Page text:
We’ve picked an overcast day it seems. I thought the cloud might break by mid-morning considering it’s late December, but no such luck. Good walking weather, not ideal for photos but can’t have everything.
The View From The Top Of Sugar Loaf
Two hours since leaving the car, we’ve reached the base of Sugar Loaf and now the upward climb. It feels quite easy and short after all the downhill and after a few minutes on the narrow, winding pathway, we’re at the summit. The top of Sugar Loaf at 272m, according to the ‘Post Box Walks of St Helena’ book.
This is where my knees feel a little wobbly. Don’t attempt Sugar Loaf post box walk if you suffer from acrophobia (a fear of heights). It feels a little precarious, like we’re stuck on a little platform at the top of a huge scaffolding stack. I stay well central, unable to go near or peer over the coastal edge. I know it’s not a completely vertical drop but it feels like it.
From the top of Sugar Loaf the view opens up looking west along the coast; the boats on the anchorage off Jamestown in the distance dotted on the sea, the long thin sliver of Half Tree Hollow tilting down in a straight line from the top of Ladder Hill and the new, bright core lock sea defences lining the new jetty in Rupert’s Bay.
Breaking The Bank
A cheese sandwich, an orange Club chocolate and a swig of water tops up the energy levels and off we go again, back down the side of Sugar Loaf and then taking the right fork, striking out across the valley, aiming for the saddle of the ridge on the other side.
Over this saddle we’re now into the main Banks valley and following the pathway down to the old fortifications below. Sharon and I tell our two walking buddies about the time we did a fashion/swimsuit photoshoot at Bank’s. They don’t seem too impressed by our tales of lugging the heavy gear all this way.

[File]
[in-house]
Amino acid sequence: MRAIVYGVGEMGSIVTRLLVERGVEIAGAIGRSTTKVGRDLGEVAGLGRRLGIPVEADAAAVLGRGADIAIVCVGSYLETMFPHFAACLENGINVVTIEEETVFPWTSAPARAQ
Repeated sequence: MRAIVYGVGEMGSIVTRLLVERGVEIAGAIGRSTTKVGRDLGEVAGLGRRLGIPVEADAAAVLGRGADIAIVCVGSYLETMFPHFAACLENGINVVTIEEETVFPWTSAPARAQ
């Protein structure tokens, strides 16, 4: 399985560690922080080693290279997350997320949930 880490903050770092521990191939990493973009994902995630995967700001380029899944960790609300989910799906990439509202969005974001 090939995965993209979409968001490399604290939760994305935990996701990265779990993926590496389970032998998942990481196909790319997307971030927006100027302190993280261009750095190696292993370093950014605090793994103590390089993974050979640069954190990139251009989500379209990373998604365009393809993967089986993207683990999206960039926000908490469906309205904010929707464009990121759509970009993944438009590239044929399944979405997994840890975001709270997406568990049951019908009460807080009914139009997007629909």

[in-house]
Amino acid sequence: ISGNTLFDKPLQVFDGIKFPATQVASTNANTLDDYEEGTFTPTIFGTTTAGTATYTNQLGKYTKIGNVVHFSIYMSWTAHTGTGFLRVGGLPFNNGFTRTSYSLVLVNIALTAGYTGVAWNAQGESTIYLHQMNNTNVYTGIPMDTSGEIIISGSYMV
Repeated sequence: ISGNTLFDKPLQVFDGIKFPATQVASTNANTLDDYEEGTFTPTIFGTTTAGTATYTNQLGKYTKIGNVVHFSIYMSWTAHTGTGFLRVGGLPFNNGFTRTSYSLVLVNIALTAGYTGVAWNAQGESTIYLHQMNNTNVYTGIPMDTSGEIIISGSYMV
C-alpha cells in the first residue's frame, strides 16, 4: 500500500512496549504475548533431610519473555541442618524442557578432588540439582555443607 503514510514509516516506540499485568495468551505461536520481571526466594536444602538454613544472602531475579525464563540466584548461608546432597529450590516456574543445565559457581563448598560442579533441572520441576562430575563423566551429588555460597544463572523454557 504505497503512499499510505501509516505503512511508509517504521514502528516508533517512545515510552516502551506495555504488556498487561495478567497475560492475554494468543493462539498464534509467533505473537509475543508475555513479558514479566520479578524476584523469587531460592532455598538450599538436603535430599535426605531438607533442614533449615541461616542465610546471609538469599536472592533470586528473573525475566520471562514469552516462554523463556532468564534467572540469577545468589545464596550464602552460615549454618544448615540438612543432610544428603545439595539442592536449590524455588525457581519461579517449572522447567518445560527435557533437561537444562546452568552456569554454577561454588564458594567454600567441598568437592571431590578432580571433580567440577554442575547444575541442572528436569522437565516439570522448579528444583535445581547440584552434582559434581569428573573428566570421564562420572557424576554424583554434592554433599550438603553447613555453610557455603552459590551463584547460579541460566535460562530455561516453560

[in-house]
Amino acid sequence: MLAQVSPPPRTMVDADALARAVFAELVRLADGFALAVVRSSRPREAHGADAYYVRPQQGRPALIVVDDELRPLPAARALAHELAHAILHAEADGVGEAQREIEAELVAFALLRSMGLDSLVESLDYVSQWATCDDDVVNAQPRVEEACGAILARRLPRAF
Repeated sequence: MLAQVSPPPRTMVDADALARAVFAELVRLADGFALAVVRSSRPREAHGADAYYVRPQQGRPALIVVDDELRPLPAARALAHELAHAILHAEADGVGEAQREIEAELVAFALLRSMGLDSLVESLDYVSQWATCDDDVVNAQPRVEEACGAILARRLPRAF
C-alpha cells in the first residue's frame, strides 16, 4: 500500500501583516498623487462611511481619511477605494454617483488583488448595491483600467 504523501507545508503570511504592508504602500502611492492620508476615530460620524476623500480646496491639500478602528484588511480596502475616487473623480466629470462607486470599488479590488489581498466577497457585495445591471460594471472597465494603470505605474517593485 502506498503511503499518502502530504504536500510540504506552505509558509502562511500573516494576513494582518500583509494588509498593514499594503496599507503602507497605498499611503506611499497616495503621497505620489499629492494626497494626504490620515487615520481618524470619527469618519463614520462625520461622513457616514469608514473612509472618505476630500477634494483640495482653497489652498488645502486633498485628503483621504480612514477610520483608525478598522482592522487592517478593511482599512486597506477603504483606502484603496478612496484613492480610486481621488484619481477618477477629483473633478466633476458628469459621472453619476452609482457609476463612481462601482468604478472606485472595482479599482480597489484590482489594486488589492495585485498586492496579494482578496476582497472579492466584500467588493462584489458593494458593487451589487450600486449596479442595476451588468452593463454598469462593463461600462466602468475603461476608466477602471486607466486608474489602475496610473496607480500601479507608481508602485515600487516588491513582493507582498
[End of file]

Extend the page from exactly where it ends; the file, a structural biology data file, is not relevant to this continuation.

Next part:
As we’ve come this far we take a short excursion to explore the old Bank’s battlements built into the cliff sides that reach out to the far eastern side. I never fail to be amazed by the nerve of engineers to build on such impossible sites. I shudder to think of the accidents that must surely have happened during the construction years.
At the far end, as far as we can go, there’s a solar powered beacon light; a navigational aid for approaching ships and yachts. This is the corner of the island, where South East trade winds meet the sheltered lee of the island. I recall bouncing around in the little race boat a couple years back just off this point, meeting new arrivals in the Governor’s Cup Yacht Race 2014.
Guess What We Did Today
Ok, homeward we go, picking up the Banks trail that leads around the side of the hill. I say hill, but it’s as steep a slope as you can get without being a full on cliff. Comfortable walking but great care needs to be taken as the drop off to our right, down to the sea, is quite severe.
The path brings us round into Rupert’s Valley. Normally this would be the start/stop point for Bank’s Battery walk, near the old stone built Fisheries office. But we still have one last stretch to do.
Up the other side of Rupert’s Valley we go, picking up the pathway that leads around to Munden’s fortifications, looking down on Jamestown. It’s been a long hike, four and half hours by the time we finally make it into town and flop ourselves onto the benches outside the Canister building in Jamestown.
Normal people are strolling by with their shopping bags and I feel like shouting to them, “hey, we’ve just walked down from Deadwood Plain via Sugar Loaf.” But that would just be weird, eh!
Oh, well, time to get our lift back up to fetch the car from Deadwood. It’s the holiday season and we have a fish fry to go to this afternoon.
Can’t wait for the first person to ask what I’ve been up to today!